It is often said that everything is good in moderation, and the same goes for the amount of tourists we host here.  Imagine going to a restaurant that can only seat 50 people, and finding that 5,000 people have all showed up to dine there at the same time.  The town can't require that you place a reservation in advance, and since people can pull up into our marinas, and some of our more notable restaurants in their boats, we are host to more people than we could ever possibly house, even with our large, multi-story waterfront hotels.  Think "Black Friday" at the mall 24/7 for four or five months out of the year!

       Aside from the irritations and inconveniences experienced by the locals as a result of the sudden boom in tourism, my greater fear is that St. Michaels is losing its very heart and soul, and all of the things that make it special.  This is a tale told around the world in places where tourism has eaten areas alive and reduced them to tacky, miserable tourist traps that look and feel like all the other tacky, miserable tourist traps.  You would think that since there are so many precedents to point to, that St. Michaels would tread more carefully in order to avoid the same thing happening here, but let's face it - it's hard to resist those dollar signs.  Not that businesses were doing poorly when we had an acceptable level of tourism!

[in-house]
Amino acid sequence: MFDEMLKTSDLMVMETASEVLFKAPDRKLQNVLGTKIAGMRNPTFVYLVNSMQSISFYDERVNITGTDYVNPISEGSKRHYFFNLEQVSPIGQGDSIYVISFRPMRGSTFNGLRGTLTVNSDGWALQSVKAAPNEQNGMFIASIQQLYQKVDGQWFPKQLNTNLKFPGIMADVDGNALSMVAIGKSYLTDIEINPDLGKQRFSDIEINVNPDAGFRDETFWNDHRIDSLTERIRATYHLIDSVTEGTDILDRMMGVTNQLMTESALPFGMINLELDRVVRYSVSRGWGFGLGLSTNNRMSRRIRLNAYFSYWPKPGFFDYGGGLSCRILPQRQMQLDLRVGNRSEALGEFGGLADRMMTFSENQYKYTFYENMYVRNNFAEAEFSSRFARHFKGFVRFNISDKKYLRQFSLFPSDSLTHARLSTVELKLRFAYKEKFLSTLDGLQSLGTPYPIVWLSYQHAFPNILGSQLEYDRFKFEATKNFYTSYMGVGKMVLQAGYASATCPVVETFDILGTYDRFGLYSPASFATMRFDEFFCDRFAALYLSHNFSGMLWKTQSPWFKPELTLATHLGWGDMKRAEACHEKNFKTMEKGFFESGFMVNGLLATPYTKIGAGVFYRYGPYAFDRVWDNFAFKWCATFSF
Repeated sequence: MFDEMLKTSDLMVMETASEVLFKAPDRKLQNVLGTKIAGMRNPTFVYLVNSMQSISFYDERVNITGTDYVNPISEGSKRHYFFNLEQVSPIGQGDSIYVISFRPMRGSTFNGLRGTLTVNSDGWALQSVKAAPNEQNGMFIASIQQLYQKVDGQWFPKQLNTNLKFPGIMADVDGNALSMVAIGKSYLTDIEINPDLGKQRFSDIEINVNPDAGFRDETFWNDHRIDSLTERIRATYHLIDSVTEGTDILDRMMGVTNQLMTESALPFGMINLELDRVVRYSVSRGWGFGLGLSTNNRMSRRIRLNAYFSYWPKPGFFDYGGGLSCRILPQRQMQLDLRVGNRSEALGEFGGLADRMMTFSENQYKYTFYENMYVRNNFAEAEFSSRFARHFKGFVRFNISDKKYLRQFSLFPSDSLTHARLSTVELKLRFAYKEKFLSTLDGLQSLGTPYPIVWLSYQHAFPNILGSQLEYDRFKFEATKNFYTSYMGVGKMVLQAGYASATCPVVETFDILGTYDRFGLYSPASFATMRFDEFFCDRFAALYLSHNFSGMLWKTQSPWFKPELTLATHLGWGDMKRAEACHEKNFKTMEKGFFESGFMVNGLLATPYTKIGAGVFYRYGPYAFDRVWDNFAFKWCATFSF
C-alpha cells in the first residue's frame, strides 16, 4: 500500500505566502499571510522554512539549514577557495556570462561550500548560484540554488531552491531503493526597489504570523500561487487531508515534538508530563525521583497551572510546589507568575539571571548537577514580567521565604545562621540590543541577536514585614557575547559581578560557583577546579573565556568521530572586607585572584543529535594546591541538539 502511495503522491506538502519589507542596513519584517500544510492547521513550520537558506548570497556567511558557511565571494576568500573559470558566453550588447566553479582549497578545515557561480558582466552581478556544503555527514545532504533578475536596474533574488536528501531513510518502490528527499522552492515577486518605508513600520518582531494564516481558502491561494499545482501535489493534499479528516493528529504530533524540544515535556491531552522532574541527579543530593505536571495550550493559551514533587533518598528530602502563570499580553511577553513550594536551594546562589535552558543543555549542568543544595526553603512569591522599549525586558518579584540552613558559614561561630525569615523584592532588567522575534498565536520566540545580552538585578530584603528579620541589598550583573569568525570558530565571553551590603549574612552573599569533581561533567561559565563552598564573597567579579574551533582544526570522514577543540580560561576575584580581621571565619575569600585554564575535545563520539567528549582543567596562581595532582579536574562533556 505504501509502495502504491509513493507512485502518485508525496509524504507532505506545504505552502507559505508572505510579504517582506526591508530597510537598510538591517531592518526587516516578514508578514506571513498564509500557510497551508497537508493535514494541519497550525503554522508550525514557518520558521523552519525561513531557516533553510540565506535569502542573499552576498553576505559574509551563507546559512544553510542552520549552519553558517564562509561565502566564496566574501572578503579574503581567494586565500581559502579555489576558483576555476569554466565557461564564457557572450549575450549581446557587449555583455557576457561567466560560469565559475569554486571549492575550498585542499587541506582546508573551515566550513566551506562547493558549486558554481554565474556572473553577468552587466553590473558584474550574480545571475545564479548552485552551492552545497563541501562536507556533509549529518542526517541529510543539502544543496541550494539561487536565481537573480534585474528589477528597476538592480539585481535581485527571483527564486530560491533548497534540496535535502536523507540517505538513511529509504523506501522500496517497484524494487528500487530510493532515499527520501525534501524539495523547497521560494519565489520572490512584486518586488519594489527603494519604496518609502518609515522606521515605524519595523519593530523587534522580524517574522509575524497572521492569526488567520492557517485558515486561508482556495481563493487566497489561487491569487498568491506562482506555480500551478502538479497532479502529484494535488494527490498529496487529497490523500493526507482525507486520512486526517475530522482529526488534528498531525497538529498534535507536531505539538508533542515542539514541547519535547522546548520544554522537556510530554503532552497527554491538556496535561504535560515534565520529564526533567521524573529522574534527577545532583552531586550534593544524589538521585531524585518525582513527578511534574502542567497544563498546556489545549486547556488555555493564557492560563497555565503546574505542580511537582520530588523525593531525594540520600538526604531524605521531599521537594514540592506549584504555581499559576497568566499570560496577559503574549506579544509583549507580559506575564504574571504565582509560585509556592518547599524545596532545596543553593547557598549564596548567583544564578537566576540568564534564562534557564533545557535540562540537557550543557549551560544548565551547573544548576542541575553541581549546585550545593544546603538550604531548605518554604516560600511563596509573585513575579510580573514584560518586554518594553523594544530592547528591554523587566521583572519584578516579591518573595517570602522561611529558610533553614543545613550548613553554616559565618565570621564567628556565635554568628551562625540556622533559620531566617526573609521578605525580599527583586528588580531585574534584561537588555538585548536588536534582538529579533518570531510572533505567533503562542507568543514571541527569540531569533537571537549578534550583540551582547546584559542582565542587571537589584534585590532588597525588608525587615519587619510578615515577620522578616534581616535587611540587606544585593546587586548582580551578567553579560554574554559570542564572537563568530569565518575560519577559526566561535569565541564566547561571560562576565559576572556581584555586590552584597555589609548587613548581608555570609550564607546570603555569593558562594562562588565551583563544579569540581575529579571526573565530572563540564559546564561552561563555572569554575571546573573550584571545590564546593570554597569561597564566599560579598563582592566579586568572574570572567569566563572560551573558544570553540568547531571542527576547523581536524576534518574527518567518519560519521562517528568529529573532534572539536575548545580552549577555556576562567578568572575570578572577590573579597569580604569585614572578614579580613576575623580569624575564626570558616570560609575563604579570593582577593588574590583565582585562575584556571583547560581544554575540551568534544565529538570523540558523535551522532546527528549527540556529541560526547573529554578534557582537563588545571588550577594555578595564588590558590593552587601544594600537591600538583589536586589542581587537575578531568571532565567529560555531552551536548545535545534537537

Now from my perspective as a local, something I really want to express to you, my reader, is the sense of joy and relief I feel when the weather turns cold and gray, and the heavy tourist season finally ends, and sanity is restored on the streets of St. Michaels.  St. Michaels usually becomes utterly deserted in the winter months, and though I used to be sad to see the empty streets and the shops closed up for the season, I now live for it!  I literally despise having to leave the house and go into town during tourist season.  Not only do I hate the feeling that I've somehow gotten lost and wound up in Disneyland, or on some motion picture lot, but I don't like the way our visitors treat the town during their stay.  Since they have no roots here, and are only passing through, people tend to behave in rude and inconsiderate ways.  Everything is temporary and disposable to them, including the other people.     Of course there are exceptions to this rule, but for the most part the tourists, frankly, suck.